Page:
But then I remember Rebecca Bahret, 35, a stay-at-home mom in Pinellas Park, Florida, whom I found over Twitter in October 2010 with a message reading, “Hoping to speak w/Republican women who are fired up on the right. Are you one? Know one? Send ’em my way!” One might look at her lifestyle—her son eats only organic food, and she never buys him Happy Meals—and think she’s a progressive. But as a conservative, she prefers to do those things by choice, not because of a government mandate. “As a mom, I have a lot of fear for where our country is headed, and I don’t like it,” said Bahret, who told me she voted in a midterm election for the first time in 2010. “And getting involved in the Tea Party is the only thing I think I can do to turn that around.”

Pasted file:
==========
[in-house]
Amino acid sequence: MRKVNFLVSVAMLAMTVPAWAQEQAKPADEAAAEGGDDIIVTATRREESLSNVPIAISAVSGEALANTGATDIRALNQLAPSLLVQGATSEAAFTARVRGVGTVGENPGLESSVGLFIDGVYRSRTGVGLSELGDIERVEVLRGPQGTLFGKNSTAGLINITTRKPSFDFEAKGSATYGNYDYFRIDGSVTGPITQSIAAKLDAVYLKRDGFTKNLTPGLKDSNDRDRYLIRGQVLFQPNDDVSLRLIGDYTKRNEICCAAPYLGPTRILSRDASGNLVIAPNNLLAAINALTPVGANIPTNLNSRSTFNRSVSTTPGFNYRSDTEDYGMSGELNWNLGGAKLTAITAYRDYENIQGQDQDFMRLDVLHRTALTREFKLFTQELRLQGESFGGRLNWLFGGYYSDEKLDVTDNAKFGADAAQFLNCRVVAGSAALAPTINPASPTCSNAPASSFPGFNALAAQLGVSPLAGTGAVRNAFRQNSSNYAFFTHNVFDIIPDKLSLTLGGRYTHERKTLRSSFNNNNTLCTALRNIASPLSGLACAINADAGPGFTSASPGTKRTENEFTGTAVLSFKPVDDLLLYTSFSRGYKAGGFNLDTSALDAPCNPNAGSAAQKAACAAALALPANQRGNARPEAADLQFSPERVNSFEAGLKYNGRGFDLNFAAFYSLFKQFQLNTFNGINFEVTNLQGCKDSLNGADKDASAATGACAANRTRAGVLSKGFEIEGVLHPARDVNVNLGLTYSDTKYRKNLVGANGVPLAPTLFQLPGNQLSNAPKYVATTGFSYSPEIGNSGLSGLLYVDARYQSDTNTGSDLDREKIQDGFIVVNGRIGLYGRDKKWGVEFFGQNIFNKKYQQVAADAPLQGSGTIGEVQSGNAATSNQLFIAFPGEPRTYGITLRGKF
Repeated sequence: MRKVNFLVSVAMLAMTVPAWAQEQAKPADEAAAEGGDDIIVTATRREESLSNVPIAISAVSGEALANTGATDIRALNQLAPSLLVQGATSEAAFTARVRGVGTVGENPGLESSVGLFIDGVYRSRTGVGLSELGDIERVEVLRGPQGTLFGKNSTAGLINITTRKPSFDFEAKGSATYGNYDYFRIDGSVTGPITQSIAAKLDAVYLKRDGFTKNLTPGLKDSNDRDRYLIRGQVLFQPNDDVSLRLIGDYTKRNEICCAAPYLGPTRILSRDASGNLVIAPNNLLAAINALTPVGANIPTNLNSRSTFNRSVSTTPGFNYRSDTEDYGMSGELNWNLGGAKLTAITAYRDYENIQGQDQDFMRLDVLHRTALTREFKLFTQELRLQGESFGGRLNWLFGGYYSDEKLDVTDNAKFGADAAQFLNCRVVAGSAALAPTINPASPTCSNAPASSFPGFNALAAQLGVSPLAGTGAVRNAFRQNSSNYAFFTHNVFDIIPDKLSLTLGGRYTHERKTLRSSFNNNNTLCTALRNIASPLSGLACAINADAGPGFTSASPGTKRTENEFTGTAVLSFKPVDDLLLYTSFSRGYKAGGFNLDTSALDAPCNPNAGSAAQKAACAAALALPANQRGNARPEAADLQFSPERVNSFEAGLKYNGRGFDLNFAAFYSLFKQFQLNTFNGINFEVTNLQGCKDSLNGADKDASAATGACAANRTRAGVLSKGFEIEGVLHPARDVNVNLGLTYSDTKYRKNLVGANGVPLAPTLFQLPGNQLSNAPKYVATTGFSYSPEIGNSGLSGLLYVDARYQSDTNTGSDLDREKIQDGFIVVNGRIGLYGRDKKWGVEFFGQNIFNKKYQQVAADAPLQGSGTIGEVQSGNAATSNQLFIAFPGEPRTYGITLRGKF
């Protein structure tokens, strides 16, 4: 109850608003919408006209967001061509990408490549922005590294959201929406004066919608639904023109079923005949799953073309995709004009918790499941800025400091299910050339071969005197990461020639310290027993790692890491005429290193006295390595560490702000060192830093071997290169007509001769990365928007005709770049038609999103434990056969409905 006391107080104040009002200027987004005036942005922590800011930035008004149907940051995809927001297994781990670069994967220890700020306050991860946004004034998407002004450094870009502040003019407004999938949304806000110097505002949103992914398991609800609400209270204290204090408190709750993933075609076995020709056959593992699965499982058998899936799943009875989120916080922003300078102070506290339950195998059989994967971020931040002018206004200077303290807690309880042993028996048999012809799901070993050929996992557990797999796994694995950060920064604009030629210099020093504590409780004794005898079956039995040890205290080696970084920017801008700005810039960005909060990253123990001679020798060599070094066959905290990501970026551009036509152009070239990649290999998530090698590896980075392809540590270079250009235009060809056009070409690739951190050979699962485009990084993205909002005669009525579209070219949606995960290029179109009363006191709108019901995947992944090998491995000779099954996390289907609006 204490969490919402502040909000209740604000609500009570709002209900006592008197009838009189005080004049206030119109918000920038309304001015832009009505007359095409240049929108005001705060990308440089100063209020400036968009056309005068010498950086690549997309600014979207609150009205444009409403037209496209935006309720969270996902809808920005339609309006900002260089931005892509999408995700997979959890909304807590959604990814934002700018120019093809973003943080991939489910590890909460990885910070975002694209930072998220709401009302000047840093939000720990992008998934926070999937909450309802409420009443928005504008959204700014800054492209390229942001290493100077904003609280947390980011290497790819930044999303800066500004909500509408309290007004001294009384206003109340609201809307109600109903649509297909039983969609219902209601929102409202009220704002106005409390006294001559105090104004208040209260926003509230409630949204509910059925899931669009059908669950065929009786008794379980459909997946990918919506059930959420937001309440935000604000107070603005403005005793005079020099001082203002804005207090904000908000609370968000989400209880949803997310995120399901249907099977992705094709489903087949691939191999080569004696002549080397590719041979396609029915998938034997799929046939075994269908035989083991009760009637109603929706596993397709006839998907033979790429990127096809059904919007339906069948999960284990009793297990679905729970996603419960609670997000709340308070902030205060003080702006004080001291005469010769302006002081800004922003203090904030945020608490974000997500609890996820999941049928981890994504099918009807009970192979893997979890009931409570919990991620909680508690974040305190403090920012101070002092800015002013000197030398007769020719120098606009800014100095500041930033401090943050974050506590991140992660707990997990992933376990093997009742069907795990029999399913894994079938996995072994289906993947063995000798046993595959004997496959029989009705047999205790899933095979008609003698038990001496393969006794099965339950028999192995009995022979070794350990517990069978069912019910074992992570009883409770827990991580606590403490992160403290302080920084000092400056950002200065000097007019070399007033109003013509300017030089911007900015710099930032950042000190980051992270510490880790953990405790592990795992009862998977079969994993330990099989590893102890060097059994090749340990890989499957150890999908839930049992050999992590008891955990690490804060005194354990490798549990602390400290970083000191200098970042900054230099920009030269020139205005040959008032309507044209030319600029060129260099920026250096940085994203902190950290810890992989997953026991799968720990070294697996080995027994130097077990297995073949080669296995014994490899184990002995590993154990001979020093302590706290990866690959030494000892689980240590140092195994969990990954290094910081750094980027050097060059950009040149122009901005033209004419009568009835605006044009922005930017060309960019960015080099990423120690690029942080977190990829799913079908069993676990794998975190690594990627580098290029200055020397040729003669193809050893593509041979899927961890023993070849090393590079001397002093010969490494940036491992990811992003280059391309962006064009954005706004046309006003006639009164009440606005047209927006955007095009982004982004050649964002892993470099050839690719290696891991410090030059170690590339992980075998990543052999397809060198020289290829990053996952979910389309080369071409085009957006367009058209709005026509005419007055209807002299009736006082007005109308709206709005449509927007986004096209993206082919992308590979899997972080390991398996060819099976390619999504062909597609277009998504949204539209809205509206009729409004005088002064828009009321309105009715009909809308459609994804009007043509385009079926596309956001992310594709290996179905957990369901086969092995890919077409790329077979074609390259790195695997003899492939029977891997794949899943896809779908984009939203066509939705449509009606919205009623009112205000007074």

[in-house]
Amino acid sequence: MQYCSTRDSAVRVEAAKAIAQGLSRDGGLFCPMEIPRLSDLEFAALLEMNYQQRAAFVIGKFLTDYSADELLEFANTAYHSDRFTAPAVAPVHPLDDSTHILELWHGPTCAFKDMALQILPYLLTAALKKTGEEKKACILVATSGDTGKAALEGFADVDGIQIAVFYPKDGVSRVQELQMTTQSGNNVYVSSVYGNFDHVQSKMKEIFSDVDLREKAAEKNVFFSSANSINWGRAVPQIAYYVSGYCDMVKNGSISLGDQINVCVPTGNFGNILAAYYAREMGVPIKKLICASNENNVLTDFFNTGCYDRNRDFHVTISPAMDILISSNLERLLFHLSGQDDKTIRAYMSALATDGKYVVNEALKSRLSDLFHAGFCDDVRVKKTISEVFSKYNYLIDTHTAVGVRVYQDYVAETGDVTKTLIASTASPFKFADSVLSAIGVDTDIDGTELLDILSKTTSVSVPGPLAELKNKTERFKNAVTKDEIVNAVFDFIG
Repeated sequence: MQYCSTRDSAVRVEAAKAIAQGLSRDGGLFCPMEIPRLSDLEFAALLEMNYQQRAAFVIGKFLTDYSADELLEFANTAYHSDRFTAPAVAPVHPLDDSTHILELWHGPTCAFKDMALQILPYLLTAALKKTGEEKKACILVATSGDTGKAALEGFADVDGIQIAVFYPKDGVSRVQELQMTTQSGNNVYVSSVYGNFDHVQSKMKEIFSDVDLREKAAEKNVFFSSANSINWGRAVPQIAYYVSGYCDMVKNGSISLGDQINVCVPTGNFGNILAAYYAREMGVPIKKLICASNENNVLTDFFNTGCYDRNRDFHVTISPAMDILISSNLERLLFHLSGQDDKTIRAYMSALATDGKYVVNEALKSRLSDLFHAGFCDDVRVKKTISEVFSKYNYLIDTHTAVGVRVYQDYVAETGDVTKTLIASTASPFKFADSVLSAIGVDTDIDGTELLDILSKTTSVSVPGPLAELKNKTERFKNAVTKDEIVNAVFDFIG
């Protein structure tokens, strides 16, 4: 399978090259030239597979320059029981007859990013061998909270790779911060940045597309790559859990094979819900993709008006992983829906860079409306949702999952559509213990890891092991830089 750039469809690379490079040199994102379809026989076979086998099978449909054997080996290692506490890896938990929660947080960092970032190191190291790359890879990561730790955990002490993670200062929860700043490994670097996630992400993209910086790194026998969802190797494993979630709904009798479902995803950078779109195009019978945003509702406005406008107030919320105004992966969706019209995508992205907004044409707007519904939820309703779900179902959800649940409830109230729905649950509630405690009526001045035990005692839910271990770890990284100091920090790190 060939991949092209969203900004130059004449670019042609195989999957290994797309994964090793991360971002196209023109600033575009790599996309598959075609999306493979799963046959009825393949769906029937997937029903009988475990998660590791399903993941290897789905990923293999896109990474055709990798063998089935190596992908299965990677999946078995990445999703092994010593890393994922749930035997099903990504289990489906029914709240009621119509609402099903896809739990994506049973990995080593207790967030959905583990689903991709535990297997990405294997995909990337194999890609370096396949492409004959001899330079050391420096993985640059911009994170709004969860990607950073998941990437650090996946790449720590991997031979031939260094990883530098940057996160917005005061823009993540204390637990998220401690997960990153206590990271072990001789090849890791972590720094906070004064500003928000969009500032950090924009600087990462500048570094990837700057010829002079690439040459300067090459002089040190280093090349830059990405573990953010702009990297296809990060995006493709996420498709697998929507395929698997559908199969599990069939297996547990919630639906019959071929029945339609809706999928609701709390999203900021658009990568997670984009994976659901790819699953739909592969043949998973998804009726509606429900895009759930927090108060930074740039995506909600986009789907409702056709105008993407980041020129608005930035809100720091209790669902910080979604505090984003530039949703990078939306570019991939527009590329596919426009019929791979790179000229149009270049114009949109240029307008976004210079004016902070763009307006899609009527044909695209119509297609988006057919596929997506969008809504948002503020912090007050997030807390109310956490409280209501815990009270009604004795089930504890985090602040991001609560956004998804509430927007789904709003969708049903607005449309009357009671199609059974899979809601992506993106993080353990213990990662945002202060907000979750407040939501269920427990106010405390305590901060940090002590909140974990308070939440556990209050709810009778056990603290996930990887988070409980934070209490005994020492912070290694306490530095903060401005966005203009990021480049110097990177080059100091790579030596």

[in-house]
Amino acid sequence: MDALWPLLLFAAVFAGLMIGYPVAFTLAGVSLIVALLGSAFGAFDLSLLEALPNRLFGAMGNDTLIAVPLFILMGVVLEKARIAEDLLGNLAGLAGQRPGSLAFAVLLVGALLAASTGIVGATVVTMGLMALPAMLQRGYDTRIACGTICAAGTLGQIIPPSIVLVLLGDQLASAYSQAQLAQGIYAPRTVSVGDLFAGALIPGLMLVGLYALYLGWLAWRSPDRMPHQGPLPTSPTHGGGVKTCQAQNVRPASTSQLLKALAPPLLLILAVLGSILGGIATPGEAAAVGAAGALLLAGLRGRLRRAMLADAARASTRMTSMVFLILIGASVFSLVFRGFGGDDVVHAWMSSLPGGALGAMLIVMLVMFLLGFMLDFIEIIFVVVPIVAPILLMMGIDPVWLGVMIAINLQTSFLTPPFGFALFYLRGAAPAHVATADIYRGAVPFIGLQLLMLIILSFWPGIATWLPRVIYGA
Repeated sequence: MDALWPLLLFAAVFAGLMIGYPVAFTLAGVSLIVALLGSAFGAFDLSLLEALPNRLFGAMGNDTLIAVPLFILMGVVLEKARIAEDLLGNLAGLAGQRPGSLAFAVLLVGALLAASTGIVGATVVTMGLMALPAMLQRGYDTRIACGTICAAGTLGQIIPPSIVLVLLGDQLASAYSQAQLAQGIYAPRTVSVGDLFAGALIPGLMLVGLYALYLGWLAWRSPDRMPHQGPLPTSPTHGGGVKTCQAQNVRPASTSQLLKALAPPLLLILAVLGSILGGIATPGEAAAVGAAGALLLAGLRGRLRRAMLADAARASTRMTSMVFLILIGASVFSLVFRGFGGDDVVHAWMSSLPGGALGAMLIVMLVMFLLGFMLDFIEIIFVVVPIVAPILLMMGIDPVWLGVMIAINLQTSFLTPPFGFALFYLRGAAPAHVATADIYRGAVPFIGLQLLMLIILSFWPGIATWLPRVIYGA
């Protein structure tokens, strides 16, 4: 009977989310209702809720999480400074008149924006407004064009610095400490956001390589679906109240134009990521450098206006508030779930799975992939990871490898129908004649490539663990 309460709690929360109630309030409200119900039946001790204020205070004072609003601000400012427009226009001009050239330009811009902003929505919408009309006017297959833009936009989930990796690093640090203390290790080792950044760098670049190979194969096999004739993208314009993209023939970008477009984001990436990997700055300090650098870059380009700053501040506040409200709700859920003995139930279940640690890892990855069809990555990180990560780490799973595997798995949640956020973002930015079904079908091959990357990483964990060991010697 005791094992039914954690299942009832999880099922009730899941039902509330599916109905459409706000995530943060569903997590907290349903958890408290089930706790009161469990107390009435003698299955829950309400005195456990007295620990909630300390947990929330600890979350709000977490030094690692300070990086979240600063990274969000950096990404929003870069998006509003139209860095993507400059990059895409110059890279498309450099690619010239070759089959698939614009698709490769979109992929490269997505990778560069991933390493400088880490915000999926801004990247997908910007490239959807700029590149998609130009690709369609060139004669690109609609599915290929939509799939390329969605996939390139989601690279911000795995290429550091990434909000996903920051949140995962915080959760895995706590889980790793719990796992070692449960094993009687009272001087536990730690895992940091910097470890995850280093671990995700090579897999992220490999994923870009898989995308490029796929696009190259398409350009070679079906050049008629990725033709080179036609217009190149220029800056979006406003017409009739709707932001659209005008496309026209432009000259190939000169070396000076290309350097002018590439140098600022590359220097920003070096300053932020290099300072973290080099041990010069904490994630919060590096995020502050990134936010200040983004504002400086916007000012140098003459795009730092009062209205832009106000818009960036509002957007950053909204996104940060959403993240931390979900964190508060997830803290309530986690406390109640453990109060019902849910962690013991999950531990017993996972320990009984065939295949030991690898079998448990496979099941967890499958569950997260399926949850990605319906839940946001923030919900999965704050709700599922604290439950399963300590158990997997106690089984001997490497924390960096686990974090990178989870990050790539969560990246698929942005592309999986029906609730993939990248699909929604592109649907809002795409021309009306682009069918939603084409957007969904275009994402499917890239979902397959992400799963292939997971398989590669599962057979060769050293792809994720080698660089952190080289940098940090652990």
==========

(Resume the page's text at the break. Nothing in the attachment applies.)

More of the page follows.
And that’s when I realize: It’s her involvement that’s important right now, not what she does with it. As someone who cares deeply about politics, I am thrilled that a huge group of previously uninterested women is participating in the process for the first time. It’s impossible to predict where they will take us—or if long lines at a Palin book signing can ever turn into a Bachmann presidency—and it’s a mistake to try. There’s no way to know now if Becker and Boone and their friends will show up next fall to stuff envelopes and pass out petitions. But that doesn’t matter. Change has come to conservative women. It’s as Bahret said: “I feel like I’m awake now. And I can’t imagine going back to sleep.”
CHRISTINA BELLANTONI is the associate politics editor at Roll Call. See the rather blurry picture of her and Christine O’Donnell here.
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